Meanwhile, the district was booming. Its three institutions currently employ 20,000 workers and keep humming 24 hours a day all year round.
"That is the highest concentration of employment in the entire Charleston region," city planner Christopher Morgan said, larger than Boeing and other major industries.
Another 10,000 arrive here each day either to attend class, visit or seek treatment. MUSC's Public Safety Office estimates that 7.8 million go to the campus each year — more than Charleston's annual tourism visitation.
About six years ago, students at the Clemson Architecture Center - Charleston worked with MUSC on studies for its future buildings, and Dr. Jerry Reves, then dean of the medical college, asked Clemson to look into whether MUSC’s campus could be changed into a sort of arboretum.
“We did do that, but we also looked at the public realm,” center director Ray Huff said. “The investments have been made in everything but that.”
Their plan came up with a strategy for connecting the school’s iconic horseshoe with its new Ashley River Tower at the other end of Doughty Street.
Not long afterward, Roper planned to build a new parking garage on Doughty Street because it would be losing spaces at the western garage near MUSC’s new Children’s Hospital. That started a conversation about whether a new garage was really what the district needed there – or whether there might be a better way.
That led to regular meetings between those institutions, as well as the Ralph H. Johnson Medical Center. Huff was hired as a facilitator, and city planners sat in. Huff also brought in DesignWorks and SeamonWhitesides Urban Edge Studio to move along the discussion.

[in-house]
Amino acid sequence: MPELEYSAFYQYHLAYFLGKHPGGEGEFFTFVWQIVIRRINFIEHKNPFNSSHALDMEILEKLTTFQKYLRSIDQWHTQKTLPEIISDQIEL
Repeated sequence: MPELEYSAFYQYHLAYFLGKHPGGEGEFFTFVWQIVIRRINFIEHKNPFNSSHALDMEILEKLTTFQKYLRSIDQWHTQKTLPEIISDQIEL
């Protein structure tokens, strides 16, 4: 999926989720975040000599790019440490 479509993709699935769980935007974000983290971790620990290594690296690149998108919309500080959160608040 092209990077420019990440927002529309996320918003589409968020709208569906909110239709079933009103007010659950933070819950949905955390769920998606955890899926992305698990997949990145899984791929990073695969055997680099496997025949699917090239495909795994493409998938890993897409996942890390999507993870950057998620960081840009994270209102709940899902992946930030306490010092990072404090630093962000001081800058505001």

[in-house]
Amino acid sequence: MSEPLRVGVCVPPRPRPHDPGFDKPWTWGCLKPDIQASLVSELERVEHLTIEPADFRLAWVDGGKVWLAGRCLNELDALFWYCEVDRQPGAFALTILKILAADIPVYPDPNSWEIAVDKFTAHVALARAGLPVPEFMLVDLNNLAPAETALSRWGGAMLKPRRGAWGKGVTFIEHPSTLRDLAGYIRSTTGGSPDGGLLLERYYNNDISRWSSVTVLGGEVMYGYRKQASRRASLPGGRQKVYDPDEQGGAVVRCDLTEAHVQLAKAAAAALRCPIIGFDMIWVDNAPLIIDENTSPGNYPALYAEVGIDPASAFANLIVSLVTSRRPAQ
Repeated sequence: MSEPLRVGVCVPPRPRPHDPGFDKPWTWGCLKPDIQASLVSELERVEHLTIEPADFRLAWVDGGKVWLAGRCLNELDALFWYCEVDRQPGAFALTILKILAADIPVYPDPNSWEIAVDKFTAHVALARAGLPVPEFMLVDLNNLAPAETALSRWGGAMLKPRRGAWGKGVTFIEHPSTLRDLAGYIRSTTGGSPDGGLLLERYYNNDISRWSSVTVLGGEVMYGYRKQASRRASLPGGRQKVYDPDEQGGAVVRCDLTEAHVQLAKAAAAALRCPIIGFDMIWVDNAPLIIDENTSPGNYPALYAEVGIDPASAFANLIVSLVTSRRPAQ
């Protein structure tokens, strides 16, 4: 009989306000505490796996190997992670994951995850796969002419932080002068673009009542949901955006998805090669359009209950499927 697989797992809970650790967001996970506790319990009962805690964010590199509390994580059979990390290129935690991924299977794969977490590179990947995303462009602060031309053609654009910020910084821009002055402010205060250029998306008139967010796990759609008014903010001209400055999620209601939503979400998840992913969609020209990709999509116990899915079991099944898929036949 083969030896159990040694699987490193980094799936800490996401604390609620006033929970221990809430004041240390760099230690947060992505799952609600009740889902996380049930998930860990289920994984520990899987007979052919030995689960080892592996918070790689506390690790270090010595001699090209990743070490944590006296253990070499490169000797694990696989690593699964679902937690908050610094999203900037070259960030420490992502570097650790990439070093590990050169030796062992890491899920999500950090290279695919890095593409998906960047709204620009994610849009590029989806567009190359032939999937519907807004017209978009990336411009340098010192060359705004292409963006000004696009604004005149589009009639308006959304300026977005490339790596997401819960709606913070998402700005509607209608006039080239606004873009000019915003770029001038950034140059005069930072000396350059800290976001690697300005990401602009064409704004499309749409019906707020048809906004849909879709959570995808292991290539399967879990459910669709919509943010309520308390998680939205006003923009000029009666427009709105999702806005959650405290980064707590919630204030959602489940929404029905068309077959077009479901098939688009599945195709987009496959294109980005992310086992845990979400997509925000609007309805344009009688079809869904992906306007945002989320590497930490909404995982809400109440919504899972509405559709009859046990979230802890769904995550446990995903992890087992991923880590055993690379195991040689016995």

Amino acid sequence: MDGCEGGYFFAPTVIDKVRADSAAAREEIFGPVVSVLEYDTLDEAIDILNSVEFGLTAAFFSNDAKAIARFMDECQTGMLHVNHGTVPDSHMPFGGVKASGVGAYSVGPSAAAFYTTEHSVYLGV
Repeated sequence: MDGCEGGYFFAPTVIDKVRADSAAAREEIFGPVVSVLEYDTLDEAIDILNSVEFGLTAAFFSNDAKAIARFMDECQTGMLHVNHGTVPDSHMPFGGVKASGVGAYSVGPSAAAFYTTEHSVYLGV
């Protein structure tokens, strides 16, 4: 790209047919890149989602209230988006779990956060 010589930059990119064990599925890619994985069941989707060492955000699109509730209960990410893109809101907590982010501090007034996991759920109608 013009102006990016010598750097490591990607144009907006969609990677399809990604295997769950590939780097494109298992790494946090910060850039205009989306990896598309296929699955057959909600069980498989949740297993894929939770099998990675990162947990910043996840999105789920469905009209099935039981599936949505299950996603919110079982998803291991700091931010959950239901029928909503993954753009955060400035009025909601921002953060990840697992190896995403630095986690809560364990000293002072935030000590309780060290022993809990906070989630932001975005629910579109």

A memorandum of understanding for the hospital district got the city's approval at Mayor Joe Riley’s final City Council meeting last year.
The steps ahead
PWP Landscape Architecture, the Berkeley, Calif., firm that designed the 9/11 Memorial, is beginning work on a plan to convert Doughty Street into a greenway and to make similar improvements to Courtenay Drive, between Calhoun and Cannon streets.
Ken Hill, construction manager for Roper St. Francis, said the hope is the work will create a healing environment, as well as make the area easier to get to for patients.
“It’s a hazardous area to walk,” he said.
Todd Mead, a partner with PWP, said the firm's main challenges will be how to deal with heavy traffic, including ambulances, buses and service vehicles, as well as with flooding and a rising sea.
"All that is background complexity we need to address.”
His colleague Martin Poirier said ambulance sirens can be piercing to pedestrian's ears, but the redesign shouldn't do anything to slow their response times.
“We thrive on constraints," he said. "The more you know what you can’t do, the more you can solve the problem.”
And landscape architect Scott Parker of DesignWorks said many people currently believe it's difficult to drive around the medical district. A successful project could change that perception.
“Some people are apprehensive. Some doctors were apprehensive. They say it’s so difficult for some of my patients to get here now. You guys are only going to make it worse," he said.
But one key will be the construction of a new garage near Courtenay and Cannon streets that can handle staff parking.
PWP hopes to complete its design work next year, so construction could begin in 2018 and improvements to Courtenay and Doughty could be finished around the same time as MUSC's new children’s hospital, which is set to open in 2019.
Down the road, the project’s most striking potential could be extending Courtenay south, across Calhoun, to lead into a new waterfront park along the northern edge of Long Lake, the city’s former marina. Another element would extend Hagood Avenue south across Cannon Street. City Council recently approved a zoning plan that would do that and create a much better pedestrian link between the hospital district and the emerging West Edge development to the north.
“There’s no reason for there to be a disconnect," Huff said. "It’s a place of healing and recovery, and even if one is doing well, we imagine in the evening one might bring their family from Hampton Park Terrace or Harleston Village to enjoy this beautiful public space.”